Harriet Jacobs Persuasive Strategies

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Nhi Tran Professor Nicholas Cox History 1301 25 November 2014 Persuasive Strategies from Harriet Jacobs Anti-slavery or abolitionism is a movement to end slavery in the nineteenth century. Many abolitionists and writers such as William Lloyd Garrison, Frederick Douglass, and Lydia Maria Child use literature to fight for slaves’ freedom and human equality. Another standout abolitionist is Harriet Jacobs, an African- American writer who escapes from slavery and becomes abolitionist speaker. She contributes to anti-slavery movement in American history with her Incidents in the Life of a Slave Girl, one of the first autobiographical slave narratives. Under the pseudonym Linda Brent, Jacobs uses her pen to describe her struggle for freedom,…show more content…
She has to make emotional pleas for abolition, but she also wants to make sharp, pointed critiques of whole institution of slavery- including Northern complicities. Jacobs often uses exclamations such as “O, reader,” when she is going after the emotional appeal: “O, what days and nights of fear and sorrow that man caused me! Reader […] I do it to kindle a flame of compassion in your hears for my sisters who are still in bondage, suffering as I once suffered” (29). But then she will sharpen that up with a catchy, biting aphorism, like “Cruelty is contagious in uncivilized communities” (45), or “hot weather brings out snakes and slaveholders” (159). She is also not afraid to lay on sarcasm, as when she writes, of the rare slaveholder who is good Christian, “Her religion was not a garb put on for Sunday, and laid aside till Sunday returned again” (48). Basically, this seems to be a narrator who cannot make up her mind whether she wants to lecture her readers or make them cry. It could be that this uneven tone helps explain why Incidents in the Life of a Slave Girl was not immediately popular. Moreover, Jacobs’s simple language can make varied readers fully understand what is going on in her story. She is not big on metaphors or symbolism and gets her meaning across through anecdotes and dialogue. Plus, Jacobs seems to be talking to the reader because she…show more content…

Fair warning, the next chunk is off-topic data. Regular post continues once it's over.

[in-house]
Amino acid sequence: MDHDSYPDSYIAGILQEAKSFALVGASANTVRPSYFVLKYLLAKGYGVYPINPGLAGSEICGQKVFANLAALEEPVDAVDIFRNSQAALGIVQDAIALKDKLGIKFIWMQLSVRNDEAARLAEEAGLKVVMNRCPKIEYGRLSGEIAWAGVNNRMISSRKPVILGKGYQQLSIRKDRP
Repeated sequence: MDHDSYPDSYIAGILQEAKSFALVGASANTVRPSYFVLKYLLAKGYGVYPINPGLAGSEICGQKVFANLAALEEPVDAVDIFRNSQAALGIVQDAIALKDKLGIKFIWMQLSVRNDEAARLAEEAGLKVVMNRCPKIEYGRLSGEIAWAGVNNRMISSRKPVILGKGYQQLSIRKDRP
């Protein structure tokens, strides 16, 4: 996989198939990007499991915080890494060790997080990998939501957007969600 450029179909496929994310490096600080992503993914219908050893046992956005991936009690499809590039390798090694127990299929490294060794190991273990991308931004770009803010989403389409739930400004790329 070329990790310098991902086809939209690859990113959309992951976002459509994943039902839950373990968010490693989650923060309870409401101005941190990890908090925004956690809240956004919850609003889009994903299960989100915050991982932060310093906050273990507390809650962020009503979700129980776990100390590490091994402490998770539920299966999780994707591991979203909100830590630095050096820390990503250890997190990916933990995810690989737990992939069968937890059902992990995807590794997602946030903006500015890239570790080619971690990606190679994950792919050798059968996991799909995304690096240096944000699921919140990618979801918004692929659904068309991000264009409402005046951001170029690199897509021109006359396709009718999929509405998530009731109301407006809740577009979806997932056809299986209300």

Jacobs uses logos and pathos to appeal to the sentiment of her readers. Hence, her autobiographical narrative appeals to white audiences, especially potential abolitionists, who had the political authority to combat slavery. Indeed, Harriet Jacobs devotes her life to become an abolitionist speaker to fight for what she and other slaves around her deserve: physical and mental

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